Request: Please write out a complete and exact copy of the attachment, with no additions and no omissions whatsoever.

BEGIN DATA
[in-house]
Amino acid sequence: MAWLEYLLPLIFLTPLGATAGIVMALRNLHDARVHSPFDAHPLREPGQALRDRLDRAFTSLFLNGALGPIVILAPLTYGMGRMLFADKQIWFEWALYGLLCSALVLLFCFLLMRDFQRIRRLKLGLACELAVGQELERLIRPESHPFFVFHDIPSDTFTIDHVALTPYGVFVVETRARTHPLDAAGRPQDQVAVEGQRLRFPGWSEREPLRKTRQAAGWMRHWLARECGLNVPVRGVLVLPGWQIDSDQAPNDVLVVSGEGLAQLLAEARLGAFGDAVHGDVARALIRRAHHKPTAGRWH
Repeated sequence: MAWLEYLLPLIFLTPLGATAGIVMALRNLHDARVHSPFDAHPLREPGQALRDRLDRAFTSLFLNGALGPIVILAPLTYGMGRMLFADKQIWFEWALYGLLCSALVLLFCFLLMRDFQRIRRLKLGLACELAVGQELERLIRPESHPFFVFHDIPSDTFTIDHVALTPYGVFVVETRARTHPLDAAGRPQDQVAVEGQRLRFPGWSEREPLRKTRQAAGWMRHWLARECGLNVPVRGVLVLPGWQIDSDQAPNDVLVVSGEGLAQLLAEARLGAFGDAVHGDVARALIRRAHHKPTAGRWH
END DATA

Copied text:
[in-house]
Amino acid sequence: MAWLEYLLPLIFLTPLGATAGIVMALRNLHDARVHSPFDAHPLREPGQALRDRLDRAFTSLFLNGALGPIVILAPLTYGMGRMLFADKQIWFEWALYGLLCSALVLLFCFLLMRDFQRIRRLKLGLACELAVGQELERLIRPESHPFFVFHDIPSDTFTIDHVALTPYGVFVVETRARTHPLDAAGRPQDQVAVEGQRLRFPGWSEREPLRKTRQAAGWMRHWLARECGLNVPVRGVLVLPGWQIDSDQAPNDVLVVSGEGLAQLLAEARLGAFGDAVHGDVARALIRRAHHKPTAGRWH
Repeated sequence: MAWLEYLLPLIFLTPLGATAGIVMALRNLHDARVHSPFDAHPLREPGQALRDRLDRAFTSLFLNGALGPIVILAPLTYGMGRMLFADKQIWFEWALYGLLCSALVLLFCFLLMRDFQRIRRLKLGLACELAVGQELERLIRPESHPFFVFHDIPSDTFTIDHVALTPYGVFVVETRARTHPLDAAGRPQDQVAVEGQRLRFPGWSEREPLRKTRQAAGWMRHWLARECGLNVPVRGVLVLPGWQIDSDQAPNDVLVVSGEGLAQLLAEARLGAFGDAVHGDVARALIRRAHHKPTAGRWH